Hackers shared their programs in protest against the “unfair system”. Photo / Unsplash, Kevin Ku
“Hacktivists” and programmers publish software to help Kiwis find valuable places in managed isolation and quarantine. However, the government’s cybersecurity agency CERTNZ has warned New Zealanders not to download software from unknown sources.
Tools have been appearing in forums and on websites since the beginning of the year that explicitly serve to support travelers with booking vouchers in MIQ. These range from browser plugins that warn travelers when storage space becomes free in MIQ to “bots” or automated programs that claim to be able to reserve seats on behalf of travelers.
A publisher currently based in Germany said it knew of similar programs that help travelers navigate the MIQ booking system, but very few were publicly available.
He built the program to help his partner return home in March while the demand for vouchers increased.
“When she had to travel back to New Zealand, we realized how difficult it would be to get a place at MIQ.”
Because spaces in the managed isolation were very limited, the ethics in using the software were difficult to justify.
“For me it was a matter of course to release the software for everyone. Ideally, the MIQ website should of course be structured in such a way that no tools like this are required. “
The UI designer and programmer, who was previously based in Wellington, knew how many people struggled to return to New Zealand and how few had the skills to bypass the current system.
“Hopefully the release will make it fairer for everyone.”
In a response to the Herald, MIQ said it was aware of “an incredibly small number” of programmatically booked seats.
It should be noted that there is a difference between bots getting an actual booking – for which we see almost no evidence – and the type of script that tells people that a seat has become vacant, said Brigadier Rose King , Joint Head of MIQ. “These publicly available notification services do not book vouchers on behalf of subscribers; they still have to register and book themselves.”
At this time, the tools have received limited ratings and engagement, mostly from programmers and IT professionals.
However, some travelers report being approached by programmers offering their safe room services.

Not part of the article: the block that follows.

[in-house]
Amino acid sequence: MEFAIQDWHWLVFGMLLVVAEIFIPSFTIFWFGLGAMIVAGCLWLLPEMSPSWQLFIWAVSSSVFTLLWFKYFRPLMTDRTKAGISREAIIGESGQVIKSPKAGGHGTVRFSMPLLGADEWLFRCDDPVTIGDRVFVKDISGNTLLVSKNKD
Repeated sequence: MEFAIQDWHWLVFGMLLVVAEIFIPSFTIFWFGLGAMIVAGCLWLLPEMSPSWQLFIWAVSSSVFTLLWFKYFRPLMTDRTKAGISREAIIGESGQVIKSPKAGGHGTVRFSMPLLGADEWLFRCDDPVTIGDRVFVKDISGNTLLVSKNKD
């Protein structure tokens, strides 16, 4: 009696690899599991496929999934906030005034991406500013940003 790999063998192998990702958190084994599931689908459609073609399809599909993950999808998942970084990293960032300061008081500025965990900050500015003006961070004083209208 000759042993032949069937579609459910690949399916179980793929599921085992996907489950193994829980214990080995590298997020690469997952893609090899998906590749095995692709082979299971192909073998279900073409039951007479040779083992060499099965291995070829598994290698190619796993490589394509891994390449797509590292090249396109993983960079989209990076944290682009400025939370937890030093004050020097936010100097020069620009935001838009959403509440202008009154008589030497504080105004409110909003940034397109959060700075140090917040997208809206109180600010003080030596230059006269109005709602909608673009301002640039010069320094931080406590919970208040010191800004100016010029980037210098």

One such traveler, Danie Oosthuizen, said he was offered help by a hacker at MIQ in January when he was trying to secure vouchers for his wife and three children.
“He wasn’t asking anything in return, just anonymity,” said Oosthuizen, who said the programmer was doing this to protest the injustice of the system.
Oosthuizen said he knew at least four other families the hacker had helped since the encounter. The program reportedly “mimicked a human” to bypass detection and reserve vouchers “based on family or individual needs.”
It was clear to Oosthuizen that he turned down the offer.
Despite being separated from his family, who remained in South Africa for more than seven months, as a foreign worker with a visa, he feared that his right to work in New Zealand would be compromised.
“I could be deported, I would have to stay out of the country for at least five years … and if I wanted to go to another destination it will be on my file forever,” he said. “I want to make it fair.”
The lack of transparency about the allocation of places and the ways in which other MIQ places were secured had increased the attractiveness of other job offers in countries that are easier to travel to.
“It would mean going to a place that would have been my second choice for work, but I would be able to see my family.”
In the seven months he’s trying to secure the trip for his family, he’s already missed the first birthdays of his twin sons.
“It’s family time and milestones I’ll never get back.”